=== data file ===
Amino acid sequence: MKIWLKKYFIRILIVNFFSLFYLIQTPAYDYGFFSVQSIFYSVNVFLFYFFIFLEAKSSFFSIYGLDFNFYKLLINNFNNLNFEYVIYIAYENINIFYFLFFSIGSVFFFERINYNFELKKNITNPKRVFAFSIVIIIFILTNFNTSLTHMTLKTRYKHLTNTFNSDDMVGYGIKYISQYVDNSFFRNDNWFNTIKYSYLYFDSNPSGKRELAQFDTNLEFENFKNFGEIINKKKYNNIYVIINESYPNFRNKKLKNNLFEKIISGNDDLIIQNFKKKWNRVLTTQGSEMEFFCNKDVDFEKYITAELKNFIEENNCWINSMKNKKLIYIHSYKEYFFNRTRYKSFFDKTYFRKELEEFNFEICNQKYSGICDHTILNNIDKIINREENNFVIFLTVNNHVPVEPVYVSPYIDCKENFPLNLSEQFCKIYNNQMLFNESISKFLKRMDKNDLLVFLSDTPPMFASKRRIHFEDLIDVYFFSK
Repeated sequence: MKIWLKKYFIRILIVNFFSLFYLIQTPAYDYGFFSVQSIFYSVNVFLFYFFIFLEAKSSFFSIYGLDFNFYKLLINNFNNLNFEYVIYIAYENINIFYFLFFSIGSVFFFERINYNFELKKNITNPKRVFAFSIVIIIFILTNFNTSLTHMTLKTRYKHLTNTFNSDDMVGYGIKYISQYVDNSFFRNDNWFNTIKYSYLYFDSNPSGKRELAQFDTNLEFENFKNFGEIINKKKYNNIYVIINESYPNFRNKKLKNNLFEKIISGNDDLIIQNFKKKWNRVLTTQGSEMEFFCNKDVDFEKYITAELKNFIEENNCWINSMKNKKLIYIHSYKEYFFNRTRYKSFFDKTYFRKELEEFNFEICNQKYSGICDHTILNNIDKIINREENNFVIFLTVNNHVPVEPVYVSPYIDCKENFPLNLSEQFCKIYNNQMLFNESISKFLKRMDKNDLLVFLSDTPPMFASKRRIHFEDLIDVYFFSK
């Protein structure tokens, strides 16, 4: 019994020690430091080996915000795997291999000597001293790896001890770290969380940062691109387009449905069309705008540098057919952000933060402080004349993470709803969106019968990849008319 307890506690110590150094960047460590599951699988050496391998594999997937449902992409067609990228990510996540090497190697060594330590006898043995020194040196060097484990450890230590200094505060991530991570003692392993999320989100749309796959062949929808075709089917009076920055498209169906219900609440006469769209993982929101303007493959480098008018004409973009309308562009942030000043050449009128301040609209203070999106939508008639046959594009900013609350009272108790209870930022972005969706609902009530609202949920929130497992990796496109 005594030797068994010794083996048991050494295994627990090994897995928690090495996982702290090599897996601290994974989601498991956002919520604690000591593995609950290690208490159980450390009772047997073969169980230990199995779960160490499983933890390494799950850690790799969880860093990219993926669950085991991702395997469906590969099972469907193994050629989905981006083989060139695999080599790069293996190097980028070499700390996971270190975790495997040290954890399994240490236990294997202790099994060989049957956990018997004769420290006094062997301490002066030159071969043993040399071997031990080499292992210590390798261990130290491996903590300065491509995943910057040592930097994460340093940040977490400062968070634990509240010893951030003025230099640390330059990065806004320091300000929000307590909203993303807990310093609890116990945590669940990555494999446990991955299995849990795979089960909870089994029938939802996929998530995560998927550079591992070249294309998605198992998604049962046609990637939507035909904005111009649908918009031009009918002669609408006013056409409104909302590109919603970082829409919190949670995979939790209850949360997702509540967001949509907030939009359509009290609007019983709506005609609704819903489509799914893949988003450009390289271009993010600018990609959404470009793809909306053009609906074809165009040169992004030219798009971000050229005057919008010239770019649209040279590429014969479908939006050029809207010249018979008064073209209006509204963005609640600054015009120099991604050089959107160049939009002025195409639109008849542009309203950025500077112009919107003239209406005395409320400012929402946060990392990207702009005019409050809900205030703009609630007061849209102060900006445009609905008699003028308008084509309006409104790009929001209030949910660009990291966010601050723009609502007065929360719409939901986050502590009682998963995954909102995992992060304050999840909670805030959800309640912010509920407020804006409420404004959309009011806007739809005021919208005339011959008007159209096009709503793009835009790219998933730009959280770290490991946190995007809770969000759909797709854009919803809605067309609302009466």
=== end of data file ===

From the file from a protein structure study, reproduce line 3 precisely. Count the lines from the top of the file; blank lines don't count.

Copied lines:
């Protein structure tokens, strides 16, 4: 019994020690430091080996915000795997291999000597001293790896001890770290969380940062691109387009449905069309705008540098057919952000933060402080004349993470709803969106019968990849008319 307890506690110590150094960047460590599951699988050496391998594999997937449902992409067609990228990510996540090497190697060594330590006898043995020194040196060097484990450890230590200094505060991530991570003692392993999320989100749309796959062949929808075709089917009076920055498209169906219900609440006469769209993982929101303007493959480098008018004409973009309308562009942030000043050449009128301040609209203070999106939508008639046959594009900013609350009272108790209870930022972005969706609902009530609202949920929130497992990796496109 005594030797068994010794083996048991050494295994627990090994897995928690090495996982702290090599897996601290994974989601498991956002919520604690000591593995609950290690208490159980450390009772047997073969169980230990199995779960160490499983933890390494799950850690790799969880860093990219993926669950085991991702395997469906590969099972469907193994050629989905981006083989060139695999080599790069293996190097980028070499700390996971270190975790495997040290954890399994240490236990294997202790099994060989049957956990018997004769420290006094062997301490002066030159071969043993040399071997031990080499292992210590390798261990130290491996903590300065491509995943910057040592930097994460340093940040977490400062968070634990509240010893951030003025230099640390330059990065806004320091300000929000307590909203993303807990310093609890116990945590669940990555494999446990991955299995849990795979089960909870089994029938939802996929998530995560998927550079591992070249294309998605198992998604049962046609990637939507035909904005111009649908918009031009009918002669609408006013056409409104909302590109919603970082829409919190949670995979939790209850949360997702509540967001949509907030939009359509009290609007019983709506005609609704819903489509799914893949988003450009390289271009993010600018990609959404470009793809909306053009609906074809165009040169992004030219798009971000050229005057919008010239770019649209040279590429014969479908939006050029809207010249018979008064073209209006509204963005609640600054015009120099991604050089959107160049939009002025195409639109008849542009309203950025500077112009919107003239209406005395409320400012929402946060990392990207702009005019409050809900205030703009609630007061849209102060900006445009609905008699003028308008084509309006409104790009929001209030949910660009990291966010601050723009609502007065929360719409939901986050502590009682998963995954909102995992992060304050999840909670805030959800309640912010509920407020804006409420404004959309009011806007739809005021919208005339011959008007159209096009709503793009835009790219998933730009959280770290490991946190995007809770969000759909797709854009919803809605067309609302009466």